6. The computer-implemented method of claim 1, wherein identifying the non-interpreted block comprises identifying a marker indicating a beginning for a digital signature block and the non-interpreted lines comprise the digital signature.
7. The computer-implemented method of claim 1, wherein identifying the non-interpreted block comprises identifying a marker indicating a comment block and the non-interpreted lines comprise comments.
8. The computer-implemented method of claim 1, further comprising identifying a command within the non-interpreted block.
9. The computer-implemented method of claim 8, further comprising skipping the command and continue processing the script.
10. The computer-implemented method of claim 8, further comprising issuing a warning when the command is identified, the warning providing information in a manner so that a user may determine how to proceed with processing the script.
11. The computer-implemented method of claim 10, further comprising interpreting the command in response to the user's determination on how to proceed.
12. The computer-implemented method of claim 8, further comprising issuing a warning when the command is identified and automatically exiting from processing the script.
13. The computer-implemented method of claim 1, further comprising identifying another keyword indicating an end of the non-interpreted block and upon identifying the other keyword, resume interpreting lines in the script.
14. At least one computer-readable medium storing computer-executable components, the computer executable components comprising:
a set of operations, each operation configured to perform the operation when executed by a processor;
an interpreter component for receiving a line from a script and interpreting the line based on the set of operations;
a set of keywords, each keyword associated with a type of marker; and
a security mechanism for identifying a non-interpreted block within the script based on the set of keywords, wherein upon identifying the non-interpreted block, the interpreter component refrains from interpreting a plurality of non-interpreted lines within the non-interpreted block.
15. The computer-readable medium of claim 14, wherein the security mechanism identifies a phony marker within the script based on the phony marker's similarity with one of the keywords and issues a warning about the phony marker so that a user may determine how to proceed with processing the script.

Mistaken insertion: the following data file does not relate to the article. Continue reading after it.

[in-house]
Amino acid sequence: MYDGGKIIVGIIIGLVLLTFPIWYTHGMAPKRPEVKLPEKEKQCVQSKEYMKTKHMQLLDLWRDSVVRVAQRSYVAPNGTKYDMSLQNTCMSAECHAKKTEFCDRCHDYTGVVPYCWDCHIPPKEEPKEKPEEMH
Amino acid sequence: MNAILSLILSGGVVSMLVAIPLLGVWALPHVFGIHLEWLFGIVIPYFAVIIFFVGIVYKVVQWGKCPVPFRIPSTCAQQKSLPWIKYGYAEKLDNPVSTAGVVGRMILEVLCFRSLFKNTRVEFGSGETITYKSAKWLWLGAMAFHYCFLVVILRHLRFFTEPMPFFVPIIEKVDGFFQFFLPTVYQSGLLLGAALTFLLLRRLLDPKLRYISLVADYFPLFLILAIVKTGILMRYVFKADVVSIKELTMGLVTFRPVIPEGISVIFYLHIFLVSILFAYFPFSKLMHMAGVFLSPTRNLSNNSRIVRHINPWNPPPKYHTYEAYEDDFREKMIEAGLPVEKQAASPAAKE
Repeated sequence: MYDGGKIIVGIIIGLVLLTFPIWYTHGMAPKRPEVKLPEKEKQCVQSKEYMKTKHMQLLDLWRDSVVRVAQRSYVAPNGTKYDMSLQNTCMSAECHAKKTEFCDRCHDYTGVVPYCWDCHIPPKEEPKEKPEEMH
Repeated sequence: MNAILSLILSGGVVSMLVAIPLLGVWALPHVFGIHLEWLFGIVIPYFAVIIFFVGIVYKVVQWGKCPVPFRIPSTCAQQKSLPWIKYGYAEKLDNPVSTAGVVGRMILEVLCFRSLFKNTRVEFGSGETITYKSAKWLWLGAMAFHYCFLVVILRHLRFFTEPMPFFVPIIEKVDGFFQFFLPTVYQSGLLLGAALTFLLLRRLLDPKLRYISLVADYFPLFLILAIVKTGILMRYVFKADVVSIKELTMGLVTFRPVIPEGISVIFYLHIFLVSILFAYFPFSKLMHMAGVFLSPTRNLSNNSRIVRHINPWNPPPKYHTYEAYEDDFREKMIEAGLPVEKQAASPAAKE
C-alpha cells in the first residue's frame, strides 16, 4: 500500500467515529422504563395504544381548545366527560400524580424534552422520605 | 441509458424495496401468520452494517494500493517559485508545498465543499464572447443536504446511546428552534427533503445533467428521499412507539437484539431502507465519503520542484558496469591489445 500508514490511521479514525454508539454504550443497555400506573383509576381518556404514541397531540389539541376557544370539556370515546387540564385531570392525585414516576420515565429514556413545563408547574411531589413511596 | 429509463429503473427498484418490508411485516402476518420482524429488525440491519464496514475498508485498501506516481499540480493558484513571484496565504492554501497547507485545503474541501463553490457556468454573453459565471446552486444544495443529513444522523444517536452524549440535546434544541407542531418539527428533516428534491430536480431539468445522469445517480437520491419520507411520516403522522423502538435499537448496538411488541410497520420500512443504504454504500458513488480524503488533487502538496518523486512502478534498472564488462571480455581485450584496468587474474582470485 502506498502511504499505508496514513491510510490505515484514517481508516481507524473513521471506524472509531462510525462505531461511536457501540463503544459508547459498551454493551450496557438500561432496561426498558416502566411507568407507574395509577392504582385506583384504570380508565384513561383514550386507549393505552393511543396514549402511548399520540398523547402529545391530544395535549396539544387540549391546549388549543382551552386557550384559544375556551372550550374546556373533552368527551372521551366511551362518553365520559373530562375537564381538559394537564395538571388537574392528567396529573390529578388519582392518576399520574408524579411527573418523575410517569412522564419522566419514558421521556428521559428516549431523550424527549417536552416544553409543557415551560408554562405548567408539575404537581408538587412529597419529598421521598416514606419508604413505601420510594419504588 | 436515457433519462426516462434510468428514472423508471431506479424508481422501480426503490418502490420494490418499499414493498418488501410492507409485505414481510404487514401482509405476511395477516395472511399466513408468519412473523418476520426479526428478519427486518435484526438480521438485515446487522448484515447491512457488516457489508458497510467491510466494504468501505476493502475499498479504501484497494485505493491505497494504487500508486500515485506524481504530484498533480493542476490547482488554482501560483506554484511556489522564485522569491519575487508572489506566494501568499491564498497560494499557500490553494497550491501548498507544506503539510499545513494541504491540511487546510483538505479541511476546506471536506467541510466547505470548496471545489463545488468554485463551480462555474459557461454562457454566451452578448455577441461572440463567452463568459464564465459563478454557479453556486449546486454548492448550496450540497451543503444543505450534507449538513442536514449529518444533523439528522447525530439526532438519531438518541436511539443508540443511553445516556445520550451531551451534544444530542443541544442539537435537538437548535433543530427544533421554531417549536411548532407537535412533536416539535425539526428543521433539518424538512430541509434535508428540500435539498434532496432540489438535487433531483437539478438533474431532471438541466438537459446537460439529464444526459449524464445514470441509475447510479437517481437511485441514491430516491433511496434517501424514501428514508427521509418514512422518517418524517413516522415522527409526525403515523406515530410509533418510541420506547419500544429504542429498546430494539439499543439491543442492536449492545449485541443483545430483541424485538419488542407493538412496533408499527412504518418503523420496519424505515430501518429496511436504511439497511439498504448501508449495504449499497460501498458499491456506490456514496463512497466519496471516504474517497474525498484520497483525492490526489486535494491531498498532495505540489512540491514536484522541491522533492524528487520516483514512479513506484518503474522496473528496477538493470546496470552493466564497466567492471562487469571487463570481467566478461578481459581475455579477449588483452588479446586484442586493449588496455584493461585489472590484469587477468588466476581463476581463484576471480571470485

16. The computer-readable medium of claim 14, wherein the non-interpreted block comprises a digital signature block and the plurality of non-interpreted lines comprises the digital signature.
17. The computer-readable medium of claim 14, wherein the non-interpreted block comprises a comment block and the plurality of non-interpreted lines comprise comments.
18. The computer-readable medium of claim 14, wherein the security mechanism further identifies a command within the non-interpreted block and issues a warning when the command is identified so that a user may determine how to proceed with processing the script.
19. The computer-readable medium of claim 14, wherein the security mechanism further identifies a command within the non-interpreted block, issues a warning when the command is identified, and the interpreter automatically exits from interpreting the script.
20. A system comprising:
a processor; and
a memory into which a plurality of instructions are loaded, the plurality of instructions performing a method comprising:
receiving a script;
identifying a non-interpreted block within the script based on a keyword within the script, the non-interpreted block having a plurality of non-interpreted lines; and
upon identifying the non-interpreted block, refraining from interpreting the plurality of non-interpreted lines.
US11/192,535 2005-07-29 2005-07-29 Interpreter security mechanism Abandoned US20070028211A1 (en)

Priority Applications (1)

Application Number Priority Date Filing Date Title
US11/192,535 US20070028211A1 (en) 2005-07-29 2005-07-29 Interpreter security mechanism

Applications Claiming Priority (1)

Application Number Priority Date Filing Date Title
US11/192,535 US20070028211A1 (en) 2005-07-29 2005-07-29 Interpreter security mechanism

Publications (1)

Publication Number Publication Date
US20070028211A1 true US20070028211A1 (en) 2007-02-01